Comcast Center was thick with memories Wednesday night.

The nostalgia was created by the presence of retired Maryland coach Gary Williams, returning for one last pre-game fist pump to the student section as the court was dedicated in his name. It was fueled by Duke coach Mike Krzyzewski, former Terps star Juan Dixon and other architects of the long-standing Maryland-Duke rivalry.


And then there was a basketball game. Maryland, trying to reclaim a rivalry that has been receding because of recent Duke dominance, was worn down by Duke's inside strength in a 74-61 Blue Devils victory at the loud, sold-out Comcast Center. It was Maryland's third straight loss.

"I wish we could have won for him," Maryland coach Mark Turgeon said of Williams.

Under Turgeon, Maryland (12-7, 2-3 Atlantic Coast Conference) hoped to begin a new chapter against a Duke team that entered having won nine of the past 10 meetings, including three victories last season.

The Blue Devils (17-3, 5-1) have hurt the Terps in recent years with their inside size. Wednesday night followed the pattern as Duke -- led by Mason and Miles Plumlee -- scored 22 of its first 37 points in the paint, wiping out an early eight-point Maryland lead. Duke led 37-34 at the half.

"We wasn't the toughest team today," Maryland senior Sean Mosley said.

For Maryland, it was TMP -- too many Plumlees.

Mason Plumlee led the Blue Devils with 23 points on 9-for-13 shooting and 12 rebounds. His brother, Miles, had seven points and four rebounds.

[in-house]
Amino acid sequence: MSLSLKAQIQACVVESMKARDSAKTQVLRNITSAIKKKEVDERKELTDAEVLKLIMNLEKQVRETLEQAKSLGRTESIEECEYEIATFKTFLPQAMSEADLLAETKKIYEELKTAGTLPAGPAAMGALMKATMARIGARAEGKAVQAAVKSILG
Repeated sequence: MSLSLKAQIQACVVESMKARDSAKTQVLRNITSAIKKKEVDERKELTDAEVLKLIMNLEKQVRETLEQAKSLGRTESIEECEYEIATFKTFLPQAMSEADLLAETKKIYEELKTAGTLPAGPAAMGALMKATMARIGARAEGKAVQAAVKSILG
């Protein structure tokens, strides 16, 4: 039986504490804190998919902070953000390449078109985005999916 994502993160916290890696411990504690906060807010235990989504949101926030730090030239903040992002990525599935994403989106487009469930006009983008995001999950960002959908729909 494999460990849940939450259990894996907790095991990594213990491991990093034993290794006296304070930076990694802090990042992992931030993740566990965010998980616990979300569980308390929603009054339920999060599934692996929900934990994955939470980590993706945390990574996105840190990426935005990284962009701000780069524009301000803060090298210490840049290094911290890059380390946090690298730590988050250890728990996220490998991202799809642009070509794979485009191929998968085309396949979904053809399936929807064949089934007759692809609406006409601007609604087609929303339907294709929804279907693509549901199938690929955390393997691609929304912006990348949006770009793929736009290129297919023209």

"In the end, our defense wasn't quite good enough, and our rebounding wasn't quite good enough," said Turgeon, who was hoarse after the game from talking above a passionate crowd that he called "off the charts." Still, Turgeon said, he was encouraged that the Terps are improving.

Maryland got into foul trouble trying to guard Duke inside. Mosley (St. Frances) fouled out, and forward Ashton Pankey had four fouls.

Maryland took a 45-42 second-half lead on a field goal by center Alex Len, who did not start and was limited by two early fouls and a sore ankle.

But the Blue Devils regained the lead, upping the margin to 53-47 on Mason Plumlee's drive and foul shot and to 55-48 on Austin Rivers' layup with 9:28 left.

Maryland could get no closer than five points after that.

"I thought we let him [Mason Plumlee] get too close [to the basket]," Turgeon said of the 6-foot-10 junior.

Maryland decided not to double-team Plumlee in the lane so it could concentrate on stopping Duke's 3-point shooting. The Blue Devils -- who lead the conference in 3-point percentage -- were just 3-for-16 from beyond the arc.


"We beat a very energized, well-prepared team tonight," Duke coach Mike Krzyzewski said. "Maryland played with all their hearts. You could tell, they were quick, their game plan was well-conceived."

Maryland's Terrell Stoglin, the ACC's leading scorer, was limited to four first-half points but finished with 16.

Stoglin struggled against Duke last season as the Blue Devils extended their defense out to the perimeter to contain him. He ended his freshman season with a 2-for-10 game against the Blue Devils in the ACC tournament.

Stoglin shot 7-for-14 on Wednesday night.

Maryland had hoped to use the evening to begin new fan traditions. The administration is trying to curb fan profanity at Duke games.

Maryland asked fans to do a Williams-style fist pump when the Terps reach or surpass 22 points in a game -- marking the former coach's 22 seasons in College Park.

As usual, the fans, many wearing gold, came equipped with signs aimed at the Blue Devils. "Breathe if you hate Duke," one placard said.

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